In 1993, a Penn first year, Eden Jacobowitz, yelled at a group of Black sorority sisters making noise outside of his dorm: “Shut up, you water buffalo! If you're looking for a party, there's a zoo a mile from here.”
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Meeting the chants of dozens of protesters crashing one of the largest first-year events, new Penn President Liz Magill simply replied with: “My message tonight is about the importance of productive disagreement. … May I go back to my speech?”
From the moment we entered preschool until now, we have received constant, systematic training on how to exist. The cycle of socialization follows us throughout our lives — don’t speak in class unless you are spoken to, don’t question authority, sit still for eight hours, study until you receive at least an 80% on the state-mandated multiple choice exam. Absorb information until you can regurgitate it in your sleep, then come back the next day and do it all again. These norms of behavior — specifically, imitating and obeying authority — are so deeply internalized in students’ psyches that it doesn’t even occur to us to act differently. So by the time students enter the workforce, we’re perfectly socialized to be the perfect employee.
A towering house, fit for a king. A cardboard sign reading “Racists live here,” and a crowd of students chanting “Silence is violence.” Chalk graffiti on the red bricks of Locust asking, “No one did anything. Would you?”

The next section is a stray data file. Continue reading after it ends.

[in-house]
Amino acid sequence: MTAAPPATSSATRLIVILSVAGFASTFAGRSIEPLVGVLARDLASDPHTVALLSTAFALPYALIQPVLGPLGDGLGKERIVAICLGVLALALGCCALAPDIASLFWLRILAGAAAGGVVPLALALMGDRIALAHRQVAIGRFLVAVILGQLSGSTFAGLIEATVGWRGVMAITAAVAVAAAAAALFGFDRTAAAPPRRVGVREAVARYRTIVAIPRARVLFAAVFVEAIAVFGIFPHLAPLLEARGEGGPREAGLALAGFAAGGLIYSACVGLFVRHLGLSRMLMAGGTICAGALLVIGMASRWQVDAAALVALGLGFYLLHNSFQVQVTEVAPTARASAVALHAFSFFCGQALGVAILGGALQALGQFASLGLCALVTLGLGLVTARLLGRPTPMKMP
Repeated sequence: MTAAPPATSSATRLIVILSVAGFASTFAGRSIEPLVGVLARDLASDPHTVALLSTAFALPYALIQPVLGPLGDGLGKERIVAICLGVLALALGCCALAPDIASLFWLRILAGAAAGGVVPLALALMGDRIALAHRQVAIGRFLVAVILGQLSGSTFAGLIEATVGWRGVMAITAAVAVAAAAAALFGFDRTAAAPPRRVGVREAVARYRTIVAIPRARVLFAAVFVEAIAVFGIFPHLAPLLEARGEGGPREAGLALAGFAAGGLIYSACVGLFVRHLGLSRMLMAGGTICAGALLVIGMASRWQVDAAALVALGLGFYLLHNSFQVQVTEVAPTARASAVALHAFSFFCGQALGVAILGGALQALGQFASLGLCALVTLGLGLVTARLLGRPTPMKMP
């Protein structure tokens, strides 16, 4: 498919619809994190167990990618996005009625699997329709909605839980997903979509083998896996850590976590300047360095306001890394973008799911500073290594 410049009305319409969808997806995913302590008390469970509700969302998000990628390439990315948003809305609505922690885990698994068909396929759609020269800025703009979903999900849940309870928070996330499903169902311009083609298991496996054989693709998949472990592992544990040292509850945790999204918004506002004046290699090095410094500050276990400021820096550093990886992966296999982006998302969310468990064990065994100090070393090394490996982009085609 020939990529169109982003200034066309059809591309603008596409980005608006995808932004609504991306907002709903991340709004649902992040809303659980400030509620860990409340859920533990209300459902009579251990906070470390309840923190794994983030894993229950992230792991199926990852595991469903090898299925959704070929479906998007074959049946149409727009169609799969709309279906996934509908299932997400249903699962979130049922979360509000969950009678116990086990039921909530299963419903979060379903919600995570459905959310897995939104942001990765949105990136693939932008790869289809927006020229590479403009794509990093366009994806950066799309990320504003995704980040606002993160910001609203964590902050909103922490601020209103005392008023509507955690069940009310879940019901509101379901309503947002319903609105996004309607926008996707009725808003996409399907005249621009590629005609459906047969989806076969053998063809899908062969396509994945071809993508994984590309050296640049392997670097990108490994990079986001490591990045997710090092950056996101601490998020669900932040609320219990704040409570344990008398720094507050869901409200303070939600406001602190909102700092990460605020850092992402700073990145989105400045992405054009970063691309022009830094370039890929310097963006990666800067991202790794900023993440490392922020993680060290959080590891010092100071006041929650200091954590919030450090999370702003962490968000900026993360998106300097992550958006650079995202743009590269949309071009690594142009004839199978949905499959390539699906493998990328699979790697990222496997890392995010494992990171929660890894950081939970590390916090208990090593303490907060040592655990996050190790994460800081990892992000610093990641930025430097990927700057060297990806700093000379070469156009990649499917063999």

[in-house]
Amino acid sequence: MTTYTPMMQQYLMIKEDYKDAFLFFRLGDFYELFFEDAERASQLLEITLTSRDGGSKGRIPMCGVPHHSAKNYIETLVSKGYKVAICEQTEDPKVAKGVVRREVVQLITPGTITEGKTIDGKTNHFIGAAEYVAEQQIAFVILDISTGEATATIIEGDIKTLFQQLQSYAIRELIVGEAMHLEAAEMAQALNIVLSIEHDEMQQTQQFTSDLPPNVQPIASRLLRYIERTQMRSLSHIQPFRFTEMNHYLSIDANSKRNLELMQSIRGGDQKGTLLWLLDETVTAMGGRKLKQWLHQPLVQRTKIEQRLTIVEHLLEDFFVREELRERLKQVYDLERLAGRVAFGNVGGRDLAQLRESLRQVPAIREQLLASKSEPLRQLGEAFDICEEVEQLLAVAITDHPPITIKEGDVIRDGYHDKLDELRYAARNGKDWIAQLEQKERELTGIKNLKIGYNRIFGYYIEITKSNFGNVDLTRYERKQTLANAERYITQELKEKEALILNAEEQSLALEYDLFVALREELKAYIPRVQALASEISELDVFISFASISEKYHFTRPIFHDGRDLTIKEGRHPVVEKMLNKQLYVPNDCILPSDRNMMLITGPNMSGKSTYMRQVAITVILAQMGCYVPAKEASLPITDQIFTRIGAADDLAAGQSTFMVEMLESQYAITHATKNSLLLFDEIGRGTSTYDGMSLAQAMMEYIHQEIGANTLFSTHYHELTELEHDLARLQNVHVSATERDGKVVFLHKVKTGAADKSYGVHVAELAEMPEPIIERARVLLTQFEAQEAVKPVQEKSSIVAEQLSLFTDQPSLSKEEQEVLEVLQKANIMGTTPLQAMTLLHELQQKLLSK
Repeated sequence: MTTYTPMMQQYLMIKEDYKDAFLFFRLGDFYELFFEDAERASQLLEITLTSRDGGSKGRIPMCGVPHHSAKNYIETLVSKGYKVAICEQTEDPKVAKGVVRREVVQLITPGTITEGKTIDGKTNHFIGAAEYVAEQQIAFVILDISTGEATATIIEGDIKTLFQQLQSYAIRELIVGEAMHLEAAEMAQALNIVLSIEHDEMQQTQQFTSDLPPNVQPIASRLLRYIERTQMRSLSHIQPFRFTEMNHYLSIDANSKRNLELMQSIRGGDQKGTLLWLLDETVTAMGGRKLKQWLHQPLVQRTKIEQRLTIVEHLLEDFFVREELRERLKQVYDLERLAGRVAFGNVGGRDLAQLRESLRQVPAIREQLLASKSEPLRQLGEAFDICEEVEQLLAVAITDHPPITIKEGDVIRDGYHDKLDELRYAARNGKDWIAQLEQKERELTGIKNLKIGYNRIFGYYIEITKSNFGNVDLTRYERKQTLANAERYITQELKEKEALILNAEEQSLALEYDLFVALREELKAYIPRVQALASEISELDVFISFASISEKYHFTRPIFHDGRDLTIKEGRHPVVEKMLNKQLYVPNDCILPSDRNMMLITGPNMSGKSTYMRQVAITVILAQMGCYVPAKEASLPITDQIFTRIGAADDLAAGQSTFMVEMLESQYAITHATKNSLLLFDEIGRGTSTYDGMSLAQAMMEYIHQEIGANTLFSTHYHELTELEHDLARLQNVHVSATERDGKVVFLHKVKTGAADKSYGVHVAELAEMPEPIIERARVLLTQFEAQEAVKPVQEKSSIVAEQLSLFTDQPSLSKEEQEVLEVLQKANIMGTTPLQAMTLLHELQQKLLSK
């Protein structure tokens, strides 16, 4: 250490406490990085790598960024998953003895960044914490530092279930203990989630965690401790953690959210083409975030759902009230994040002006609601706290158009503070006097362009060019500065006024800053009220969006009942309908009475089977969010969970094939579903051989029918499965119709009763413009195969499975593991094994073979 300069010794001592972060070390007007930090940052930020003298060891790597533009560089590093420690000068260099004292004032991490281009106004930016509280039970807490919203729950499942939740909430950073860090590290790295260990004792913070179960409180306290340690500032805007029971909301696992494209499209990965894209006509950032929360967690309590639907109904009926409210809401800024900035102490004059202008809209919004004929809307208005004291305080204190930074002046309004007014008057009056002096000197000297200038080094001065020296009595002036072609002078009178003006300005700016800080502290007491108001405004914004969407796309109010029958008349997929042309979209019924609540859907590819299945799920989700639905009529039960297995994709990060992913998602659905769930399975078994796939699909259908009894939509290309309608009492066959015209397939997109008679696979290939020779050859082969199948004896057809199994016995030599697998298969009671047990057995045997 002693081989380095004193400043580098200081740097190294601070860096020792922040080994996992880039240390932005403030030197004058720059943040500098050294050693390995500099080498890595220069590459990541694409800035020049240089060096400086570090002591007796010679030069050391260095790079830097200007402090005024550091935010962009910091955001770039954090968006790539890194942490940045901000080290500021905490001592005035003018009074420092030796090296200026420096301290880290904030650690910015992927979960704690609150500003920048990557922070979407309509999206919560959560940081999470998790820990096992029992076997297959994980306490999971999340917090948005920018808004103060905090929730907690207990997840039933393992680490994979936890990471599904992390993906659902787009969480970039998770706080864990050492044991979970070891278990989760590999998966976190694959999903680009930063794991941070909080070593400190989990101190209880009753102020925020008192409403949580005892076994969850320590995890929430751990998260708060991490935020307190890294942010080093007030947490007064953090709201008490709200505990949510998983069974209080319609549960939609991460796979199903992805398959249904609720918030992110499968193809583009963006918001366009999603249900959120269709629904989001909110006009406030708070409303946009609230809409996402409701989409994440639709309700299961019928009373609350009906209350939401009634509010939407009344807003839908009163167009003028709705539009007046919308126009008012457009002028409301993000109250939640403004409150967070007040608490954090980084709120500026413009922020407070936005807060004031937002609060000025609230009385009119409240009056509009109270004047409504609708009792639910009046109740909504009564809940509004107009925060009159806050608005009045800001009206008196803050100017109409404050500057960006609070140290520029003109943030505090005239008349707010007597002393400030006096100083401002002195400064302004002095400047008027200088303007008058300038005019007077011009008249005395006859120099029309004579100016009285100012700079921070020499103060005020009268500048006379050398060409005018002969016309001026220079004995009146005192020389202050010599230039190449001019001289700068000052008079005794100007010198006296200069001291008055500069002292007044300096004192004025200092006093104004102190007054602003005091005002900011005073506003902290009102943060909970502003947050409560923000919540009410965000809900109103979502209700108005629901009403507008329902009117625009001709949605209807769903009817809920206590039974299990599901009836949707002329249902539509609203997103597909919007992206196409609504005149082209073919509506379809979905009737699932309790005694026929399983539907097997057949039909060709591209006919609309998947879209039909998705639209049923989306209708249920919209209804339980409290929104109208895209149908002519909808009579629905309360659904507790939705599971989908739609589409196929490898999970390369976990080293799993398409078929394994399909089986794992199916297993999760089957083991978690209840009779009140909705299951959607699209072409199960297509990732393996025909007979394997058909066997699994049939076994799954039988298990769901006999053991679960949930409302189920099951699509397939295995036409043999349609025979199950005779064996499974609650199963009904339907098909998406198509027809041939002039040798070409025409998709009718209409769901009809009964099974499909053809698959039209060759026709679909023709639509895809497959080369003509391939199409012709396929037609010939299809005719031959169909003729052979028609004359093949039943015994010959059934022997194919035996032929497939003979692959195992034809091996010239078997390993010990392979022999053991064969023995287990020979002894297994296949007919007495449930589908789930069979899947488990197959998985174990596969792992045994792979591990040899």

Sit in any Penn lecture hall and you’re likely to hear a chorus of coughs, sneezes, and sniffles — something that, as COVID-19 cases rise and new variants develop, is enough to make any person uneasy. Colleges across the country have been experiencing the consequences of in-person learning amidst the pandemic. Just weeks after opening their doors, numerous colleges — including Connecticut College, the University of Dallas, Liberty University, and Rice University — temporarily transitioned back to online learning after an outbreak of cases, many of which were among vaccinated students. And despite a vaccination rate of 85%, La Salle University in Philadelphia temporarily went virtual last week after a “concentrated increase” of COVID-19 cases.
The story always seems to be the same: each year, global carbon emissions hit a record, “unprecedented” high. And each year, we creep towards a dystopian future plagued by environmental destruction. Time and time again, scientists have warned us that the only way to slow this existential threat is through immediate and significant action.
In many ways, COVID-19 transformed college into an unrecognizable institution: internships and trips were canceled, the once bustling campuses became quiet and deserted, and lecture halls were replaced with computer screens. Yet one thing remained the same: the cost. Despite largely remote instruction, Penn joined a long list of colleges that elected to freeze tuition instead of lowering it, capping the cost at $53,166. Ultimately, the full cost of a Penn education in the 2020-2021 school year came out to be $76,826.
In the winter of my senior year of high school, every checkbox on the Common Application felt like the be-all and end-all of my entire life. I was obsessed with crafting the perfect college experience. At the end of my four years, I wanted to be able to fondly look back and remember my first foray into independence: navigating through a journey of self discovery, partying on lively and laughter-filled weekends, and meeting new friends from around the world.